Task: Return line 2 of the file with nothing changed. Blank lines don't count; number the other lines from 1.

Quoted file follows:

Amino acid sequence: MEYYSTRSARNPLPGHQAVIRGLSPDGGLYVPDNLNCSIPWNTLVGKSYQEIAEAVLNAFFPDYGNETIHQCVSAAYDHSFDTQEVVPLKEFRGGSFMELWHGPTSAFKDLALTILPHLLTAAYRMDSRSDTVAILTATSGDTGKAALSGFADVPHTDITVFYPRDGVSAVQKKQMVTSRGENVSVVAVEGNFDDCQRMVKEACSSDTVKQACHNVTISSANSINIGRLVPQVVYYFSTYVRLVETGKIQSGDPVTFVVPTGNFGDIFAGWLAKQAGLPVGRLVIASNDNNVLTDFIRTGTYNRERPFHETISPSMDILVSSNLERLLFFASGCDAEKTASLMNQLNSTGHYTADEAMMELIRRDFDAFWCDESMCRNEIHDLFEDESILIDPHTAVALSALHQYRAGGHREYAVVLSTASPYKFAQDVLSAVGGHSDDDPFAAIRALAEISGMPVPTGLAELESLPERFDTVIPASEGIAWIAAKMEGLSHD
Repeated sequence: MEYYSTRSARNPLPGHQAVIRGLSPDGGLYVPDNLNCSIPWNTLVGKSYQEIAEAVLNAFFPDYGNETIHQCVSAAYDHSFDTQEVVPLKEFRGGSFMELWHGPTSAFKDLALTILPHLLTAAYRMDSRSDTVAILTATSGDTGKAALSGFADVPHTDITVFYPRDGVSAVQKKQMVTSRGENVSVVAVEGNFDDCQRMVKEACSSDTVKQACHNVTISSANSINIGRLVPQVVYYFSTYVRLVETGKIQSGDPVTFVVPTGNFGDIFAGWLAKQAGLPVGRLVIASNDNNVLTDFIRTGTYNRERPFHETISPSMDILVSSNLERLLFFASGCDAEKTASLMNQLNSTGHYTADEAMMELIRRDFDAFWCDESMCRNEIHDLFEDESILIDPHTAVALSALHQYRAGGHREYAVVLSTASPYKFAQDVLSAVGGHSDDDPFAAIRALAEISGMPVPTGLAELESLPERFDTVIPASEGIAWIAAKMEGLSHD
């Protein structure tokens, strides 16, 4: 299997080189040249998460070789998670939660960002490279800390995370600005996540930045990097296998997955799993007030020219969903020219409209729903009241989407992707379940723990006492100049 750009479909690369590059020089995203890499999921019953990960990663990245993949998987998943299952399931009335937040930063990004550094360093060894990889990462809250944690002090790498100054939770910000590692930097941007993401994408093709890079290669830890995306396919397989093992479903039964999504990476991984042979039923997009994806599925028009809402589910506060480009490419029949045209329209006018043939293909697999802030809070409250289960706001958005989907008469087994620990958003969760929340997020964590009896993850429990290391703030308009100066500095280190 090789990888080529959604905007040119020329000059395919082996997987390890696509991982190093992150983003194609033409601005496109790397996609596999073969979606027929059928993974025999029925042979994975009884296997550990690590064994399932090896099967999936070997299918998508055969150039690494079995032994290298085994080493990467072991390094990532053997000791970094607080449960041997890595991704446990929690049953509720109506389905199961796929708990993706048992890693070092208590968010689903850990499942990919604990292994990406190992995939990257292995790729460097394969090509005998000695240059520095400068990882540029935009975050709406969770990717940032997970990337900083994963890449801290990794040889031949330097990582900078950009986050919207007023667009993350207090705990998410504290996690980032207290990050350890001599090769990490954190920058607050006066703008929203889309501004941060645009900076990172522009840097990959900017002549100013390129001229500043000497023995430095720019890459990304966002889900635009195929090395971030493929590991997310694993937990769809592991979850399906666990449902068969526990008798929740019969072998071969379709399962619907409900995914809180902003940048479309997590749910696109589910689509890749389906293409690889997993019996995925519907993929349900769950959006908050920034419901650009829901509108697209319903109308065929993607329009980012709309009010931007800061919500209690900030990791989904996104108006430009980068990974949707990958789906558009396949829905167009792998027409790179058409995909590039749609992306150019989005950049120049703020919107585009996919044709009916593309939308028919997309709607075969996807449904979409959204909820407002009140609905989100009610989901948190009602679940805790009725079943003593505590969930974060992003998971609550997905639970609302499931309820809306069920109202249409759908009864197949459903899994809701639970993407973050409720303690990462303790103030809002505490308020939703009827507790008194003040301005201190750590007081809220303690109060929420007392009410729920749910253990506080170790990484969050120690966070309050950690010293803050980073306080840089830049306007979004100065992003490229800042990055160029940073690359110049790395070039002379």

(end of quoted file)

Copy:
Repeated sequence: MEYYSTRSARNPLPGHQAVIRGLSPDGGLYVPDNLNCSIPWNTLVGKSYQEIAEAVLNAFFPDYGNETIHQCVSAAYDHSFDTQEVVPLKEFRGGSFMELWHGPTSAFKDLALTILPHLLTAAYRMDSRSDTVAILTATSGDTGKAALSGFADVPHTDITVFYPRDGVSAVQKKQMVTSRGENVSVVAVEGNFDDCQRMVKEACSSDTVKQACHNVTISSANSINIGRLVPQVVYYFSTYVRLVETGKIQSGDPVTFVVPTGNFGDIFAGWLAKQAGLPVGRLVIASNDNNVLTDFIRTGTYNRERPFHETISPSMDILVSSNLERLLFFASGCDAEKTASLMNQLNSTGHYTADEAMMELIRRDFDAFWCDESMCRNEIHDLFEDESILIDPHTAVALSALHQYRAGGHREYAVVLSTASPYKFAQDVLSAVGGHSDDDPFAAIRALAEISGMPVPTGLAELESLPERFDTVIPASEGIAWIAAKMEGLSHD